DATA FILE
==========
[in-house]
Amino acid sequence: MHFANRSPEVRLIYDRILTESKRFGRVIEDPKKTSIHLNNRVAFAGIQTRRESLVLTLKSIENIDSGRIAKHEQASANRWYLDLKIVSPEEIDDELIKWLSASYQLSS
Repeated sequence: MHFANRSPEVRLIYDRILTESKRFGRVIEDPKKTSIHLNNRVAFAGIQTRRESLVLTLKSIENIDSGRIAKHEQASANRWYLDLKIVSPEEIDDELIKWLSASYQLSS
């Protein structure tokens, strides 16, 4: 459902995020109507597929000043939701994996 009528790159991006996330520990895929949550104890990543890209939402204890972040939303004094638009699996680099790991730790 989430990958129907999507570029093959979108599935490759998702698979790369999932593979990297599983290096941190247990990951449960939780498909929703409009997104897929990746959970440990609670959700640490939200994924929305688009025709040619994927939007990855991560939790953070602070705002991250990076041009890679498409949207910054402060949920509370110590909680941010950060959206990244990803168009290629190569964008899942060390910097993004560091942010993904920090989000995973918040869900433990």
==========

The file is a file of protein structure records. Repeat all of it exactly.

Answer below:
[in-house]
Amino acid sequence: MHFANRSPEVRLIYDRILTESKRFGRVIEDPKKTSIHLNNRVAFAGIQTRRESLVLTLKSIENIDSGRIAKHEQASANRWYLDLKIVSPEEIDDELIKWLSASYQLSS
Repeated sequence: MHFANRSPEVRLIYDRILTESKRFGRVIEDPKKTSIHLNNRVAFAGIQTRRESLVLTLKSIENIDSGRIAKHEQASANRWYLDLKIVSPEEIDDELIKWLSASYQLSS
């Protein structure tokens, strides 16, 4: 459902995020109507597929000043939701994996 009528790159991006996330520990895929949550104890990543890209939402204890972040939303004094638009699996680099790991730790 989430990958129907999507570029093959979108599935490759998702698979790369999932593979990297599983290096941190247990990951449960939780498909929703409009997104897929990746959970440990609670959700640490939200994924929305688009025709040619994927939007990855991560939790953070602070705002991250990076041009890679498409949207910054402060949920509370110590909680941010950060959206990244990803168009290629190569964008899942060390910097993004560091942010993904920090989000995973918040869900433990």